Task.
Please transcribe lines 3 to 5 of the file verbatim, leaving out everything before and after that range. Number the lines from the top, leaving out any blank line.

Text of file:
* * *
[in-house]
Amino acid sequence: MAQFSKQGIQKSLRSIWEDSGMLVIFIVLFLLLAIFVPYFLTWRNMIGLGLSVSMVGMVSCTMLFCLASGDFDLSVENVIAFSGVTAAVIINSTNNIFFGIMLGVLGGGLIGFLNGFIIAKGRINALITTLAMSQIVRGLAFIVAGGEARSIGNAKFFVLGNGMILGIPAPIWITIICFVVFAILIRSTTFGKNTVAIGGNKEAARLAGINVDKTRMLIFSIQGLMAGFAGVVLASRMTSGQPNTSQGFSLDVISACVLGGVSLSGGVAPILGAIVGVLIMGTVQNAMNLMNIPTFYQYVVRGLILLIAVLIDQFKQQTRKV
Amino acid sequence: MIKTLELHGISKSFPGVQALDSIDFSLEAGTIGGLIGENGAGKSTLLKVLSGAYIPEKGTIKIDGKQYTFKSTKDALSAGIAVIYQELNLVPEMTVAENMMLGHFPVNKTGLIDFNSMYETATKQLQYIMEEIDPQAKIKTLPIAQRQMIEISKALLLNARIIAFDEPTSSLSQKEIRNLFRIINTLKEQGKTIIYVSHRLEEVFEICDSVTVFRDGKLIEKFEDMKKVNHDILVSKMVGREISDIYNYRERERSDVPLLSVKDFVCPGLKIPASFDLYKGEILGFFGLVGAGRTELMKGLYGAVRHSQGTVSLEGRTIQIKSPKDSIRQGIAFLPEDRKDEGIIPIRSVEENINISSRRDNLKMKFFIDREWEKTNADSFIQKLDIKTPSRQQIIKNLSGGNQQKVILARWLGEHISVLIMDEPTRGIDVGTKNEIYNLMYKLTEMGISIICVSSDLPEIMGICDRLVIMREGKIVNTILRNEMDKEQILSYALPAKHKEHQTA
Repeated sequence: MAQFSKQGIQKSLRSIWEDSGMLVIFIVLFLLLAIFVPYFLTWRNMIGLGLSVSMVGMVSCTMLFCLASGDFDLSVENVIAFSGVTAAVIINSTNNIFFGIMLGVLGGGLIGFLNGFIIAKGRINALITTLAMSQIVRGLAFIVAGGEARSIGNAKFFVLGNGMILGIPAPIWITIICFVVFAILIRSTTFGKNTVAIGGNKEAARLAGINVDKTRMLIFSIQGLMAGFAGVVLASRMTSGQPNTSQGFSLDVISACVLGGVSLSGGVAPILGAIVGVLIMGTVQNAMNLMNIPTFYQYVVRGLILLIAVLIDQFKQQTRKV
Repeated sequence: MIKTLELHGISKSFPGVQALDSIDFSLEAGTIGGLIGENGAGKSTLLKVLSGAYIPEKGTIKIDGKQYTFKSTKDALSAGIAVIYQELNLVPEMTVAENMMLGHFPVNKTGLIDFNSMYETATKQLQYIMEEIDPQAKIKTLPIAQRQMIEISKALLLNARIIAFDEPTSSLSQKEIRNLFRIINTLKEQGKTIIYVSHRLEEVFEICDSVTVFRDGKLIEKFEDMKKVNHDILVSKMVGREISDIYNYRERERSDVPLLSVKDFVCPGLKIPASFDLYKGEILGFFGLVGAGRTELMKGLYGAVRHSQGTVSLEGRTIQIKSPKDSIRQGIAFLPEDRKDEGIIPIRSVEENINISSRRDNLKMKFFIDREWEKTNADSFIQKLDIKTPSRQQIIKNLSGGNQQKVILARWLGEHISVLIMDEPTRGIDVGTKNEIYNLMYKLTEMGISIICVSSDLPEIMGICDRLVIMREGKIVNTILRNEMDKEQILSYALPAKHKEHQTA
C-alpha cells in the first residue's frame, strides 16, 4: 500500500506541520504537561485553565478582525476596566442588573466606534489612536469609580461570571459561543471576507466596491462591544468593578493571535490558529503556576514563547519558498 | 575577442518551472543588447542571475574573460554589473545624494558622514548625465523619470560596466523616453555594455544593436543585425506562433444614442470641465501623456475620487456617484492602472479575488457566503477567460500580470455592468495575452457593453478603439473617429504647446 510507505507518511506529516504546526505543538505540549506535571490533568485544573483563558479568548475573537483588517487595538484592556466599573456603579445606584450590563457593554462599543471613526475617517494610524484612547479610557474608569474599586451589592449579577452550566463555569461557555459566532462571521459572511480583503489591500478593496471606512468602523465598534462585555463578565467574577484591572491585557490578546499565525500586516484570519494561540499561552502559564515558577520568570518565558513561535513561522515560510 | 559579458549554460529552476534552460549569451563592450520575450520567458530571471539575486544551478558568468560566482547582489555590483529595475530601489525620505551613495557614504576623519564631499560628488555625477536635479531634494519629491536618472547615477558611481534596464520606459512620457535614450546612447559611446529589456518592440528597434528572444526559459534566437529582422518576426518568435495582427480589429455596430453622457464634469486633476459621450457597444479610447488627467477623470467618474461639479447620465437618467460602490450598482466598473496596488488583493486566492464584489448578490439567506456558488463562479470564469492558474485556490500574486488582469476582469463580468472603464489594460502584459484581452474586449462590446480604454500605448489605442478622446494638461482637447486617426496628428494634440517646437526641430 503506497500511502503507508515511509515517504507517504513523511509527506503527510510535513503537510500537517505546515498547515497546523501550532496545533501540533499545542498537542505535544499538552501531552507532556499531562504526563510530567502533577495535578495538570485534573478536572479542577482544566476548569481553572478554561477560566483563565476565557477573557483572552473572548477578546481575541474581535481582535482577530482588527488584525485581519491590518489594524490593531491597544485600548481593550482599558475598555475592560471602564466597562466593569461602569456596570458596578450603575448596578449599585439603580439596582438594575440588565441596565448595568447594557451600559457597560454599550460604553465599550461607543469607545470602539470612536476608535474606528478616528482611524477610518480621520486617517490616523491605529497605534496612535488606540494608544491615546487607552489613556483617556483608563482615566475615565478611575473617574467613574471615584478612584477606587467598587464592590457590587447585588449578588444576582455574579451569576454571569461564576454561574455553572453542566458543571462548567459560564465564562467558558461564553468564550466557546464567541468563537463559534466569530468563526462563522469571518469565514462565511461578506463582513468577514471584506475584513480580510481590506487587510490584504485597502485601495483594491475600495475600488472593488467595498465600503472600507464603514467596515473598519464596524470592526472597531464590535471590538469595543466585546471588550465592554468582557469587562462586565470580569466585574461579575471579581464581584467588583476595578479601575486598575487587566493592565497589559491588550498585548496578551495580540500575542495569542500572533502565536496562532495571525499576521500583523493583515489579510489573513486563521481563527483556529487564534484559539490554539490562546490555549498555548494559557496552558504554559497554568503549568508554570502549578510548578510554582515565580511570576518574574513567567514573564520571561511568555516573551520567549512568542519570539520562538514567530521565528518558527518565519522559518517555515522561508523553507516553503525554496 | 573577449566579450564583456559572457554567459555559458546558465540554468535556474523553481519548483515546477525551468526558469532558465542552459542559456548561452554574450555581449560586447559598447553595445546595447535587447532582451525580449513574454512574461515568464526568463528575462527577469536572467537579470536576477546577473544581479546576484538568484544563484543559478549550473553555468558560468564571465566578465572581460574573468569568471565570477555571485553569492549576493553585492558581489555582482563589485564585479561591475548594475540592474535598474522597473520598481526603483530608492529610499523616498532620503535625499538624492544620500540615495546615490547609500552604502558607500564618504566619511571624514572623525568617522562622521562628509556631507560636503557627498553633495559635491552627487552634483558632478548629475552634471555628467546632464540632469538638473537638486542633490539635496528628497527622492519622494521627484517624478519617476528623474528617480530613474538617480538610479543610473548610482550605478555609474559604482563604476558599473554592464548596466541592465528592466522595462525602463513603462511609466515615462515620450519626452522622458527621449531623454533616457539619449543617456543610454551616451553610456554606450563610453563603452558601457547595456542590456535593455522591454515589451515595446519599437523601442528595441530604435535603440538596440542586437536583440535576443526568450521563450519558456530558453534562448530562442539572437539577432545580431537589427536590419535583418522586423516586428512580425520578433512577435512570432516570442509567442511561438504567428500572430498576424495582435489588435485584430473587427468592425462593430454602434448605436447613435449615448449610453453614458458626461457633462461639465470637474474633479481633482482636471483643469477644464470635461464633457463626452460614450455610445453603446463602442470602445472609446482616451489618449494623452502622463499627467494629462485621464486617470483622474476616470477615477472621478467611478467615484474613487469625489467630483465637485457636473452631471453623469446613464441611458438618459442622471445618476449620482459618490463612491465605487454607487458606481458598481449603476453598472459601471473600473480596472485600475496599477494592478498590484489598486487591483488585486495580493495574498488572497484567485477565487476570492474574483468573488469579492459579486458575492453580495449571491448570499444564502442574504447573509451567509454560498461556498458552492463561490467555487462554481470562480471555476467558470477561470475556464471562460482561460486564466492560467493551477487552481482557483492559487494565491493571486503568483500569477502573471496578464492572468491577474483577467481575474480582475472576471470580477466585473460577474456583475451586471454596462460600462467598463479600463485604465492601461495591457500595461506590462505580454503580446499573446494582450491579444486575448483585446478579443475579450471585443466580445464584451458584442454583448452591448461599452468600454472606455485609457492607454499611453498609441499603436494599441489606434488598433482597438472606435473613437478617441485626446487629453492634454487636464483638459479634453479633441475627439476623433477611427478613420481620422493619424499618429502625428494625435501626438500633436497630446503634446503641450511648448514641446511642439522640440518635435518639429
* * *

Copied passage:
Amino acid sequence: MIKTLELHGISKSFPGVQALDSIDFSLEAGTIGGLIGENGAGKSTLLKVLSGAYIPEKGTIKIDGKQYTFKSTKDALSAGIAVIYQELNLVPEMTVAENMMLGHFPVNKTGLIDFNSMYETATKQLQYIMEEIDPQAKIKTLPIAQRQMIEISKALLLNARIIAFDEPTSSLSQKEIRNLFRIINTLKEQGKTIIYVSHRLEEVFEICDSVTVFRDGKLIEKFEDMKKVNHDILVSKMVGREISDIYNYRERERSDVPLLSVKDFVCPGLKIPASFDLYKGEILGFFGLVGAGRTELMKGLYGAVRHSQGTVSLEGRTIQIKSPKDSIRQGIAFLPEDRKDEGIIPIRSVEENINISSRRDNLKMKFFIDREWEKTNADSFIQKLDIKTPSRQQIIKNLSGGNQQKVILARWLGEHISVLIMDEPTRGIDVGTKNEIYNLMYKLTEMGISIICVSSDLPEIMGICDRLVIMREGKIVNTILRNEMDKEQILSYALPAKHKEHQTA
Repeated sequence: MAQFSKQGIQKSLRSIWEDSGMLVIFIVLFLLLAIFVPYFLTWRNMIGLGLSVSMVGMVSCTMLFCLASGDFDLSVENVIAFSGVTAAVIINSTNNIFFGIMLGVLGGGLIGFLNGFIIAKGRINALITTLAMSQIVRGLAFIVAGGEARSIGNAKFFVLGNGMILGIPAPIWITIICFVVFAILIRSTTFGKNTVAIGGNKEAARLAGINVDKTRMLIFSIQGLMAGFAGVVLASRMTSGQPNTSQGFSLDVISACVLGGVSLSGGVAPILGAIVGVLIMGTVQNAMNLMNIPTFYQYVVRGLILLIAVLIDQFKQQTRKV
Repeated sequence: MIKTLELHGISKSFPGVQALDSIDFSLEAGTIGGLIGENGAGKSTLLKVLSGAYIPEKGTIKIDGKQYTFKSTKDALSAGIAVIYQELNLVPEMTVAENMMLGHFPVNKTGLIDFNSMYETATKQLQYIMEEIDPQAKIKTLPIAQRQMIEISKALLLNARIIAFDEPTSSLSQKEIRNLFRIINTLKEQGKTIIYVSHRLEEVFEICDSVTVFRDGKLIEKFEDMKKVNHDILVSKMVGREISDIYNYRERERSDVPLLSVKDFVCPGLKIPASFDLYKGEILGFFGLVGAGRTELMKGLYGAVRHSQGTVSLEGRTIQIKSPKDSIRQGIAFLPEDRKDEGIIPIRSVEENINISSRRDNLKMKFFIDREWEKTNADSFIQKLDIKTPSRQQIIKNLSGGNQQKVILARWLGEHISVLIMDEPTRGIDVGTKNEIYNLMYKLTEMGISIICVSSDLPEIMGICDRLVIMREGKIVNTILRNEMDKEQILSYALPAKHKEHQTA